Because of her criminal history, Machado is considered a “priority aggravated felon,” according to a U.S. Immigration and Customs Enforcement (ICE) official.
Machado, who considers herself “totally Americanized,” is in a detention facility in Louisiana. She is facing deportation any day now to El Salvador, a country where she said she knows no one and cannot read or write the language.
Advocates for limiting immigration, such as Jessica Vaughan of the Center for Immigration Studies, urge the incoming Trump administration to get tougher and scrap the practice of ranking crimes to decide who should be deported.
The policy, she said, “exempted too many criminal aliens from deportation and allowed for exemptions based on family ties.”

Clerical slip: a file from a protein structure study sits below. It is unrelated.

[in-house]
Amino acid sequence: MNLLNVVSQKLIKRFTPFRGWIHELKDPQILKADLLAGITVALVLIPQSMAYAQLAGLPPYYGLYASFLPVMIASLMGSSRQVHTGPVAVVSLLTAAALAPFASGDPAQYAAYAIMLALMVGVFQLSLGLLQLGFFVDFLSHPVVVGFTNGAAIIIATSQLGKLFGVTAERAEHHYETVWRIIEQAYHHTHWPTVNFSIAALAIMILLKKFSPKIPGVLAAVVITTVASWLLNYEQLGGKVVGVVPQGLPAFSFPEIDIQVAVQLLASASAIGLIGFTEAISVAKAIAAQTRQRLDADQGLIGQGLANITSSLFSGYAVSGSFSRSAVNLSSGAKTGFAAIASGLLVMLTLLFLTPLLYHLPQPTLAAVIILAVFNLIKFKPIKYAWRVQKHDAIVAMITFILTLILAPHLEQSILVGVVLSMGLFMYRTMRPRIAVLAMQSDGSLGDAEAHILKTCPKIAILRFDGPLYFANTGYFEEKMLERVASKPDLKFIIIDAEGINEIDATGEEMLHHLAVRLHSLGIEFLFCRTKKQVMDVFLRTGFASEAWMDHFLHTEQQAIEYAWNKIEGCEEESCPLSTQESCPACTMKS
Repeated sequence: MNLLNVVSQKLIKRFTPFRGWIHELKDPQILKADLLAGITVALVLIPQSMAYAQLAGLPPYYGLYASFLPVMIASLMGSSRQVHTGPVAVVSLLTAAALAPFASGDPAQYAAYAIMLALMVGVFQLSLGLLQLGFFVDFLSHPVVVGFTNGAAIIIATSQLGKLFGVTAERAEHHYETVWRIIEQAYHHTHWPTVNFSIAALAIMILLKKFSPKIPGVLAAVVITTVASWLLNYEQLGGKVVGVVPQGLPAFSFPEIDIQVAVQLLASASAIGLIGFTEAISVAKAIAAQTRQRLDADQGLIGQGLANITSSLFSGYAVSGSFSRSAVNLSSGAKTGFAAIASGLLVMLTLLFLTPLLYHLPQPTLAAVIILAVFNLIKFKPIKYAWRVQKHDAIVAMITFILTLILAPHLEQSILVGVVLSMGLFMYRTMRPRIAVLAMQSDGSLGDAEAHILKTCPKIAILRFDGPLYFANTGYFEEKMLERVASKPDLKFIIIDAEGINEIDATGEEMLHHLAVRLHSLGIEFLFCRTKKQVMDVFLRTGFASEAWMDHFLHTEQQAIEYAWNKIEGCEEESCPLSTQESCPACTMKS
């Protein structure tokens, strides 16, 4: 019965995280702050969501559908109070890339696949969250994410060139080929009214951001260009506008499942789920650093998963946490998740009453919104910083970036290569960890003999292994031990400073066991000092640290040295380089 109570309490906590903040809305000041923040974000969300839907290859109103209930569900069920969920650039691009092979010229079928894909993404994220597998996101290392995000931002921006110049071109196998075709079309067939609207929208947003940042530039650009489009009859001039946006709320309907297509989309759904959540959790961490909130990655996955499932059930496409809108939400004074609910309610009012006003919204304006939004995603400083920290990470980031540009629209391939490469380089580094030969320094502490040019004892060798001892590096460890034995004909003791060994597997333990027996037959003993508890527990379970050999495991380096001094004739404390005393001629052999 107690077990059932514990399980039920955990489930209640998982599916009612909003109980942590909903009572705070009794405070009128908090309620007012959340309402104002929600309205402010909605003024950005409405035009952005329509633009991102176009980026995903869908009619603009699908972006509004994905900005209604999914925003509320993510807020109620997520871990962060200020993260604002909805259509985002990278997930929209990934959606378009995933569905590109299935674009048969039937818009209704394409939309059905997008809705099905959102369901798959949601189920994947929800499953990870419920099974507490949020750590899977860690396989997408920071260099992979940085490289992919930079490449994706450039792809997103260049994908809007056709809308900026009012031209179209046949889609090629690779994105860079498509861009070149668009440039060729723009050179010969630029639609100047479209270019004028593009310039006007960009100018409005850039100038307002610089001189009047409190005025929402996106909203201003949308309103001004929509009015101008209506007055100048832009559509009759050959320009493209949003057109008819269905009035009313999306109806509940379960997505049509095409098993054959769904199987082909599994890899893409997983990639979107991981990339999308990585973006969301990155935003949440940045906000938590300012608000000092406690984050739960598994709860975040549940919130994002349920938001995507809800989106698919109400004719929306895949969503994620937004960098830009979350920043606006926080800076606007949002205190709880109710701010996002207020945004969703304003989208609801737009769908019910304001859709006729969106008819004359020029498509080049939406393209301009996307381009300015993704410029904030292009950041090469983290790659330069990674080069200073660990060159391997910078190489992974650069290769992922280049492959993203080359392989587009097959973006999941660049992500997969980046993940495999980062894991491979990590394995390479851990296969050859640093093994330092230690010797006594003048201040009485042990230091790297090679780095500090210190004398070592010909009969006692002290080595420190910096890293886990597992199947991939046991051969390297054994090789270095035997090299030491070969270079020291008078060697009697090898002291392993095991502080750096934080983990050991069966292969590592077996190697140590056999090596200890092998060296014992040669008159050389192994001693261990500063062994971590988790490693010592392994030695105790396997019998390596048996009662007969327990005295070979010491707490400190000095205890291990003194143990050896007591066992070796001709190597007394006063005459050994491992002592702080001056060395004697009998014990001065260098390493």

“All of that resulted in the release of tens of thousands of criminal aliens in the past few years,” Vaughan said. “Many of these individuals went on to commit more crimes, sometimes with tragic results.”
Many local law enforcement officials agree, although many of them ignore ICE requests to detain people without a court order for fear they could be found in violation of immigrants’ civil rights.
One way to get a glimpse into the types of crimes immigrants have been convicted of is to look at so-called detainers. Detainers are requests by ICE to local, state and federal law enforcement to hold noncitizens for possible deportation.